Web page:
Saturday, November 1, 2008

Chocolate Week: Day 1

I promised you recipes and tidbits during this week, so it's quite fitting to see where chocolate began...

"The tasty secret of the cacao (kah KOW) tree was discovered 2,000 years ago in the tropical rainforests of the Americas. The pods of this tree contain seeds that can be processed into chocolate. The story of how chocolate grew from a local Mesoamerican beverage into a global sweet encompasses many cultures and continents.The first people known to have made chocolate were the ancient cultures of Mexico and Central America. These people, including the Maya and Aztec, mixed ground cacao seeds with various seasonings to make a spicy, frothy drink.Later, the Spanish conquistadors brought the seeds back home to Spain, where new recipes were created. Eventually, and the drink’s popularity spread throughout Europe. Since then, new technologies and innovations have changed the texture and taste of chocolate, but it still remains one of the world’s favorite flavors."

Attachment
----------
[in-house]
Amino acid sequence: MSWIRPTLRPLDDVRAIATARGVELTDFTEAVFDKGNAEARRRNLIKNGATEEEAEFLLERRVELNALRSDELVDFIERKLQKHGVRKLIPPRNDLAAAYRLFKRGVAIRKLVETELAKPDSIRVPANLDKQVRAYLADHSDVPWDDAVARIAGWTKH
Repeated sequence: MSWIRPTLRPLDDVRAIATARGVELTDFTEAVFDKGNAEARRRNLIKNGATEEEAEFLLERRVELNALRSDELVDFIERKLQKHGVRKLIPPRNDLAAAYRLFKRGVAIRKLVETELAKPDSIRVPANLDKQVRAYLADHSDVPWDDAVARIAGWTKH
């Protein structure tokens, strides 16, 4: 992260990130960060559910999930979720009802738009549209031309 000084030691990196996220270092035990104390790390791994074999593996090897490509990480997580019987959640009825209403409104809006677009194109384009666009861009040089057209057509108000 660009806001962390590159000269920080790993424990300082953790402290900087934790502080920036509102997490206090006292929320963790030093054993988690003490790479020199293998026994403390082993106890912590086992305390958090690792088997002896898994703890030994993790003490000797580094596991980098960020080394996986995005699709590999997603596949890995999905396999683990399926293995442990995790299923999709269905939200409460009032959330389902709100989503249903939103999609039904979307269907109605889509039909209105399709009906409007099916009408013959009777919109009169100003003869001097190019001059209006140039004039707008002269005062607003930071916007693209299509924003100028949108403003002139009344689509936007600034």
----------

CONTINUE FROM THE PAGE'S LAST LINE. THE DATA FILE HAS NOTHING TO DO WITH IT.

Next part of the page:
Chex Muddy Buddies aka White Trash aka Puppy Chow:

Prep Time:15 min
Start to Finish:15 min
Makes:18 servings (1/2 cup each)

9 cups Corn Chex®, Rice Chex®, Wheat Chex® or Chocolate Chex® cereal (or combination)
1 cup semisweet chocolate chips
1/2 cup peanut butter
1/4 cup butter or margarine
1 teaspoon vanilla
1 1/2 cups powdered sugar

Peanut butter and chocolate are a favorite flavor combo, but peanut butter lovers can substitute peanut butter chips for the chocolate chips to intensify that flavor.

1.Into large bowl, measure cereal; set aside.
2.In 1-quart microwavable bowl, microwave chocolate chips, peanut butter and butter uncovered on High 1 minute; stir. Microwave about 30 seconds longer or until mixture can be stirred smooth. Stir in vanilla. Pour mixture over cereal, stirring until evenly coated. Pour into 2-gallon resealable food-storage plastic bag.
3.Add powdered sugar. Seal bag; shake until well coated. Spread on waxed paper to cool. Store in airtight container in refrigerator.

High Altitude (3500-6500 ft): No change.

1 comment:

Rachel said...

Hey thanks! I've always wanted to learn how to make this stuff. This could be a bad thing . . . .